When I made this for Kitty's birthday last fall (just before the real illnesses set in), I came up with quite a nice way to finish the neck opening but failed to take pictures of the process. Some of you wanted to see how I did it, so I came up with another version of the sweet Playdate Dress just so I could show you! I'll start with a few tips for the yoke itself. The opening is always too small for my daughter's head and based on what I read on the forums, this seems to be a common problem.
To start, I sew the neck opening with a 3/4" seam to allow a little more room when buttoned .
Now for the dress. Basically, I bind the raw edge with bias tape in the normal way with a few small changes. There are several good tutorials on how to apply bias binding, so I will focus on my modifications. Cut a strip of bias 2"wide and long enough to go around with several inches left over at either side. Lightweight fabric works best, but I have also used regular quilting cotton. Here, I'm using a very lightweight cotton lawn for the bias and a cotton poplin for the dress itself. It may also fit more easily around the curves if you steam the bias into a curved shape before applying it.
Attach the bias as usual with right sides together and leaving several inches open - BUT - use a long basting stitch.
I used a 4 stitch length so I could get around the curves more easily than with a 5.
Then, stitch your ends together in the usual way as instructed (page 3, step 5)- with a normal stitch length - trim press and finish attaching the bias to the neckline with basting stitches.
Press well. This will be the finished edge.
Fold the bias around to the wrong side of the dress but instead of covering your first line of stitching as you would normally do, pin the bias only almost up to the stitching.
As you come to a seam, trim the parts that will be covered by the binding.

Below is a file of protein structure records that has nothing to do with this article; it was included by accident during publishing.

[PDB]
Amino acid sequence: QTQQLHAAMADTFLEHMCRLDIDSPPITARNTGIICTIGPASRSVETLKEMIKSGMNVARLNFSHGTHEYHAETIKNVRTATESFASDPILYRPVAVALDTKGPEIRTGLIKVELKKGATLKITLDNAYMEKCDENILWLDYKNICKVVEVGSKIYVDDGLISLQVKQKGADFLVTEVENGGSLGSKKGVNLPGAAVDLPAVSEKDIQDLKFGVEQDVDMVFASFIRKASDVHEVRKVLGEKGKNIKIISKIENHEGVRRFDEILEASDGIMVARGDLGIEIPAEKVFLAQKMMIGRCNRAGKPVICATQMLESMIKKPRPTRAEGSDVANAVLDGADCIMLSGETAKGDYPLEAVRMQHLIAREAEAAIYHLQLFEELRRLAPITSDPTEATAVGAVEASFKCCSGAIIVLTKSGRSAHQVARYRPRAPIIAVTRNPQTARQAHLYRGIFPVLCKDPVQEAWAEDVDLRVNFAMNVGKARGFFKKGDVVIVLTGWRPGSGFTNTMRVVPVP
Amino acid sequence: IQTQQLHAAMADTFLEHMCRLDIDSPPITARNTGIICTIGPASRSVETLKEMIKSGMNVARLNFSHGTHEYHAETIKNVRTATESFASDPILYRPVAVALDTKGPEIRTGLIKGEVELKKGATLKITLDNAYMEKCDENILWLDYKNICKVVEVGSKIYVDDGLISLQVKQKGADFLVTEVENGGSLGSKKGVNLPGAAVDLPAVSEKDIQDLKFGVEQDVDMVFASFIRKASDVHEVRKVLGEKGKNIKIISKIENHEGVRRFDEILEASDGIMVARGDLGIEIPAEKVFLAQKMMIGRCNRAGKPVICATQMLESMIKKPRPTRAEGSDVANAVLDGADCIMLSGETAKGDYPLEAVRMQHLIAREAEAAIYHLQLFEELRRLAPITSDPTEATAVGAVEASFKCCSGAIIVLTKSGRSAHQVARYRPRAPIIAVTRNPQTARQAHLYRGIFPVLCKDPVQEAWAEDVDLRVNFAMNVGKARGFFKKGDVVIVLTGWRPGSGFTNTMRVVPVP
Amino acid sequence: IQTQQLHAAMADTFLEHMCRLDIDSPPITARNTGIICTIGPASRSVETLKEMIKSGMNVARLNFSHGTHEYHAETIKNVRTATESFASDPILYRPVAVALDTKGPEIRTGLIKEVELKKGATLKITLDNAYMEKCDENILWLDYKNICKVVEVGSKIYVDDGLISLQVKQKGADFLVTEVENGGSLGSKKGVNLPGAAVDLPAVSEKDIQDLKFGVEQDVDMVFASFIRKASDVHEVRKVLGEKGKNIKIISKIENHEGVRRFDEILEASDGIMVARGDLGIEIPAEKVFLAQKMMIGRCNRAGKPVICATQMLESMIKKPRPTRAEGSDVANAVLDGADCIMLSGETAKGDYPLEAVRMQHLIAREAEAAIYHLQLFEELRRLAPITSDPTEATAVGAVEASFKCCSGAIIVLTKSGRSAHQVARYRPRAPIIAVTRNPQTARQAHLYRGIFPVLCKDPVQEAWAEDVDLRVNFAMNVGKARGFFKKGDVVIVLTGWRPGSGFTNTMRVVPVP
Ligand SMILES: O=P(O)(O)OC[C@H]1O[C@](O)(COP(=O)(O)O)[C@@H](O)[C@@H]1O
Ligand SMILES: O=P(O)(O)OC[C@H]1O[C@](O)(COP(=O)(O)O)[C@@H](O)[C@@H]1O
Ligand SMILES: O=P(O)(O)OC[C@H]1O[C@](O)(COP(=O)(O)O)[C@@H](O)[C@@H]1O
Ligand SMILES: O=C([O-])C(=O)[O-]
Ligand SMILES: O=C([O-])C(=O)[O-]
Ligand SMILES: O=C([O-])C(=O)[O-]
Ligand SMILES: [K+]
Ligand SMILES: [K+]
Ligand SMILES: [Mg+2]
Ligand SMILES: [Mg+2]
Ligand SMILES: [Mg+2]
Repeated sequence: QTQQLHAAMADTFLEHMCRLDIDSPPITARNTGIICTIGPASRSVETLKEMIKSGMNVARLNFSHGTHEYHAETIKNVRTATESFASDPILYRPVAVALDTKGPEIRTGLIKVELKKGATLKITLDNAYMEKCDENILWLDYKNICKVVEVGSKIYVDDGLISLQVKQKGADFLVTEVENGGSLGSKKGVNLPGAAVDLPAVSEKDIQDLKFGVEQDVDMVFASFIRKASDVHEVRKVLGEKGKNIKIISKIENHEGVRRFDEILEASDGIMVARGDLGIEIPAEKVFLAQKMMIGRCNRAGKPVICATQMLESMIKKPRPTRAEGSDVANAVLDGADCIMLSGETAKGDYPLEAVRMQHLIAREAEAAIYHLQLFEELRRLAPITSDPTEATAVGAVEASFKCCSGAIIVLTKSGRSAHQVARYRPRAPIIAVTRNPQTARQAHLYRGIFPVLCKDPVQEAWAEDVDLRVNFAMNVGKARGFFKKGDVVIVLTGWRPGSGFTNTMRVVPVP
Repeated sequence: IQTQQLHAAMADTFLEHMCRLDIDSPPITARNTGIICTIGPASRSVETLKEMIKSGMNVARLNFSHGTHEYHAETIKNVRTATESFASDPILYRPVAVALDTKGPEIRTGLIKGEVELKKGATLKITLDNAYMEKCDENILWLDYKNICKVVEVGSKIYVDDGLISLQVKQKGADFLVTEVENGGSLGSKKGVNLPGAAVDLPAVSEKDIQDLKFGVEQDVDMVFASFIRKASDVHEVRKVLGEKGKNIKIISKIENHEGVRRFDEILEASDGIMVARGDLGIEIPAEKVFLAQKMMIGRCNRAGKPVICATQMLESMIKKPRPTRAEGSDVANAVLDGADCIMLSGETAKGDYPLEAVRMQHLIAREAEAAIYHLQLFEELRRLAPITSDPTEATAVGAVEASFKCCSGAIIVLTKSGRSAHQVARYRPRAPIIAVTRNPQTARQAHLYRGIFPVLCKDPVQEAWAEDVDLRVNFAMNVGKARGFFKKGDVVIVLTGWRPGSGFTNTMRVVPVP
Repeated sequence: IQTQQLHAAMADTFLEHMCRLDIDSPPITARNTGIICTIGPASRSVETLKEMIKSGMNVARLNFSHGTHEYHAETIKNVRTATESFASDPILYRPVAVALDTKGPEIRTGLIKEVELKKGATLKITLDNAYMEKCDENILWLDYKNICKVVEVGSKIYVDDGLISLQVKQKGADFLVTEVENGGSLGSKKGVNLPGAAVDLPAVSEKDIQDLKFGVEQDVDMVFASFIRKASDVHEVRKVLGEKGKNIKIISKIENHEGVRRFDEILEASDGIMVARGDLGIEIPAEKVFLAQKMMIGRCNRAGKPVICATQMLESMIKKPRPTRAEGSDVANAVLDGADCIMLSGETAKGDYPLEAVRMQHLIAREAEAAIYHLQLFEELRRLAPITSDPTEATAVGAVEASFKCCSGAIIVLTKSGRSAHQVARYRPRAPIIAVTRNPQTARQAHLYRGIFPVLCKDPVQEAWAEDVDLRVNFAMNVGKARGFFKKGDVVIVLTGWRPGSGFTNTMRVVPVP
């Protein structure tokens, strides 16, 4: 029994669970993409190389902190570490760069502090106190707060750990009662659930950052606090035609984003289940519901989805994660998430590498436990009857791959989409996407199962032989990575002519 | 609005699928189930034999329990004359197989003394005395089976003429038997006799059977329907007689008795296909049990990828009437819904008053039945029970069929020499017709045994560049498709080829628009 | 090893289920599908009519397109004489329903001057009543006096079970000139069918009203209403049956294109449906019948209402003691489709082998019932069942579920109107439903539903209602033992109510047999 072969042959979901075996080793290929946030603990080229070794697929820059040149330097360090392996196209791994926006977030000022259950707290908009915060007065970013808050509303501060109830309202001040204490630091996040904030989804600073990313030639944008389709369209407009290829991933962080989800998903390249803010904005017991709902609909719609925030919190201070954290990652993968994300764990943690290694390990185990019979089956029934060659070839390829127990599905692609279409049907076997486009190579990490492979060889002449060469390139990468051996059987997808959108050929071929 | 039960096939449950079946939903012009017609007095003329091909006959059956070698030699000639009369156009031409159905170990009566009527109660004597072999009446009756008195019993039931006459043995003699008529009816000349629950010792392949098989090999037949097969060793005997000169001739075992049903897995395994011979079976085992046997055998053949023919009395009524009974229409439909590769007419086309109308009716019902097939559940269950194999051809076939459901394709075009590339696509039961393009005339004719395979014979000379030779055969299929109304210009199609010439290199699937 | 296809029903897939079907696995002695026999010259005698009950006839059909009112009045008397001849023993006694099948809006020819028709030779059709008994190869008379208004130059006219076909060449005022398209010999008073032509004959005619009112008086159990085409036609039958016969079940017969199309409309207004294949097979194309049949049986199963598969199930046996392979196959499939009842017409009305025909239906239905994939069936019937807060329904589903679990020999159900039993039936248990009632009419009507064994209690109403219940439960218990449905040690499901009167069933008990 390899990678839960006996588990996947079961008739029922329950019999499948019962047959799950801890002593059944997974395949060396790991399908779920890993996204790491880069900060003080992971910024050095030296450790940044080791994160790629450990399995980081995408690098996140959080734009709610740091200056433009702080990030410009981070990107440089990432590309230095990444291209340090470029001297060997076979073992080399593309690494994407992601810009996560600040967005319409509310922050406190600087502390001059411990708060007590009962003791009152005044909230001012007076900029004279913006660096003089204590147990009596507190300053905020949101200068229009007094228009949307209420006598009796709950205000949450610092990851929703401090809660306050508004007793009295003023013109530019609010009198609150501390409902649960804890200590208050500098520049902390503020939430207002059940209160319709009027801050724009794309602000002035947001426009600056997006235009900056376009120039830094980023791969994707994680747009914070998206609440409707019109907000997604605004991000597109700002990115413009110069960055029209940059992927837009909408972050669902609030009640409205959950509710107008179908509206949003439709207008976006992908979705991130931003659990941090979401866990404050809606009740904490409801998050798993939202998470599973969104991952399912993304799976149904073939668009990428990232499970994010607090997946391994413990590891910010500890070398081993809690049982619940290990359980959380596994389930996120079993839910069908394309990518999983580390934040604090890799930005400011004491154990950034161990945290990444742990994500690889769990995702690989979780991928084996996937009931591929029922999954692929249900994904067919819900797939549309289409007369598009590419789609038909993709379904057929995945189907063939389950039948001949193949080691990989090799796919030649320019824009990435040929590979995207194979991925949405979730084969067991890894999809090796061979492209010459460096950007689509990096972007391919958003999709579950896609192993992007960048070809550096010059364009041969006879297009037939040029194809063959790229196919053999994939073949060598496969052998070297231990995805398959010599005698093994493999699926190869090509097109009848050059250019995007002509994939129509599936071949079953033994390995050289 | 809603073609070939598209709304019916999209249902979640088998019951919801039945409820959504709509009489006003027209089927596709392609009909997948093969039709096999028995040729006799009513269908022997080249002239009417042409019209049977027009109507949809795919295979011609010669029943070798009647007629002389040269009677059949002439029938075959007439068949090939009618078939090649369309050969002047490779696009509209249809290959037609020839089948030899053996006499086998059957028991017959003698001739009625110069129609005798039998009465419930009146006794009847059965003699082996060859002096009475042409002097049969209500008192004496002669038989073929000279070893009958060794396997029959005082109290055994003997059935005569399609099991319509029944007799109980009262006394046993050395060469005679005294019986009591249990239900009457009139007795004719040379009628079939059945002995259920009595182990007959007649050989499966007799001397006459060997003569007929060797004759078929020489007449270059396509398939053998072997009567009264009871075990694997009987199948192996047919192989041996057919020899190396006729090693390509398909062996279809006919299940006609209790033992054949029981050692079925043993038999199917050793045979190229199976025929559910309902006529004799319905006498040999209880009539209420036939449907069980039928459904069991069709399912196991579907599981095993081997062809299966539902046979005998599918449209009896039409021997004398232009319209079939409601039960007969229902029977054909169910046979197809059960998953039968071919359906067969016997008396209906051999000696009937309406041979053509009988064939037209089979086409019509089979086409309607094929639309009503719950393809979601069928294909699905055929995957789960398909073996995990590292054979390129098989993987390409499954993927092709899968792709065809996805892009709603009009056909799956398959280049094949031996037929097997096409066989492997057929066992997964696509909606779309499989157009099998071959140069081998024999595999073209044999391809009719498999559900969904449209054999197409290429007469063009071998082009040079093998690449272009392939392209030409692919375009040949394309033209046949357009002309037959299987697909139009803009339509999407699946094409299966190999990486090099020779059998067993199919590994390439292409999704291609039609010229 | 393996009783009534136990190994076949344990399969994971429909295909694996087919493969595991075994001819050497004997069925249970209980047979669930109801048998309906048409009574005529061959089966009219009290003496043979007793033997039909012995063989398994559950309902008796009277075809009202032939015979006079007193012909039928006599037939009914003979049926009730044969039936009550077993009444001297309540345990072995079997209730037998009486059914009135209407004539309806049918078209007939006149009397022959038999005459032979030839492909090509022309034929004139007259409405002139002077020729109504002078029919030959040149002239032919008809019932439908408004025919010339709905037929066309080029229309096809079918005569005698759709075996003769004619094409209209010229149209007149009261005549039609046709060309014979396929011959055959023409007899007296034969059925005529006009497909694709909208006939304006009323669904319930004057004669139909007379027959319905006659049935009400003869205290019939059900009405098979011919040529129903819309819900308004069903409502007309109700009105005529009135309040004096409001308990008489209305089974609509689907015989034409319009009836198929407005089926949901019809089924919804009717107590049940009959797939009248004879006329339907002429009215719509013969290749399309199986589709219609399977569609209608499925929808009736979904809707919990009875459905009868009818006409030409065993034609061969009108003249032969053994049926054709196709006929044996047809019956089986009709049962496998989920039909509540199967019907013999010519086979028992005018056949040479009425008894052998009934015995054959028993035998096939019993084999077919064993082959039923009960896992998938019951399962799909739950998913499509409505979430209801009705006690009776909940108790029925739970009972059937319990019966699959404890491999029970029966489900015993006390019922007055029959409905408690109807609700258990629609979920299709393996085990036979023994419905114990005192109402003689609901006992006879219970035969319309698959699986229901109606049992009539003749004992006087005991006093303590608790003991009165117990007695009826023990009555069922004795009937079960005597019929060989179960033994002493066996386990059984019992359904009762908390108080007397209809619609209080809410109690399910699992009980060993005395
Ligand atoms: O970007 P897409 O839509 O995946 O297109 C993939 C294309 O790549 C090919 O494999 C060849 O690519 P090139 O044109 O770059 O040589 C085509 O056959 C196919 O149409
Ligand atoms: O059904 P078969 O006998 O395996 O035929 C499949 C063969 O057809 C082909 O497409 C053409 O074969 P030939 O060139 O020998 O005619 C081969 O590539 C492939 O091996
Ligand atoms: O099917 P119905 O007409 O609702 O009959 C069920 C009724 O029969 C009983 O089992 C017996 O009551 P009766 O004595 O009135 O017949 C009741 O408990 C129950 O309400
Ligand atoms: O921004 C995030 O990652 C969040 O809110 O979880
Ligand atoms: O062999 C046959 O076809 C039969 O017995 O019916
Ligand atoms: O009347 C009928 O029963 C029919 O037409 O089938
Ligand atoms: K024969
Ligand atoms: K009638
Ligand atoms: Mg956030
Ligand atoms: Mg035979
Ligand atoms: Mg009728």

Edgestitch the bias into place using a regular stitch length. This stitching will only show on the inside when finished.
Now attach the yoke as per the pattern instructions (page 3, step 1-2). This is tricky, so don't be afraid to use LOTS of pins. I pin the center and back fronts first, then the shoulder seams (remember yoke and dress shoulder seams don't match up) and then ease the rest into place. It helps to pin this over a pressing ham.
To line up my "piping," I use a seam gauge - but also my eye. If you've ever worked on an old house, you know that what measures perfectly doesn't always look plum and square to the eye.
see - lots and lots of pins!
I then hand baste the yoke in place. This may seem fiddly, but you really do have much better control with hand stitching. It's also easier to sew neatly without all those pins in the way. If you've never tried hand basting, you really should get a feel for how it helps you control the end result. I also tack the back neck closed to help ease the yoke in.
Once you're happy with the yoke placement, topstitch the yoke on to the dress and pull out the hand basting.
Then - and here's the magic part - unpick that very first basting stitch and voila!
You have flat piping on the outside...
... and a beautifully finished bound edge on the inside!
Pretty cool, huh? I hope you find this useful. I'll show you the completed dress another day.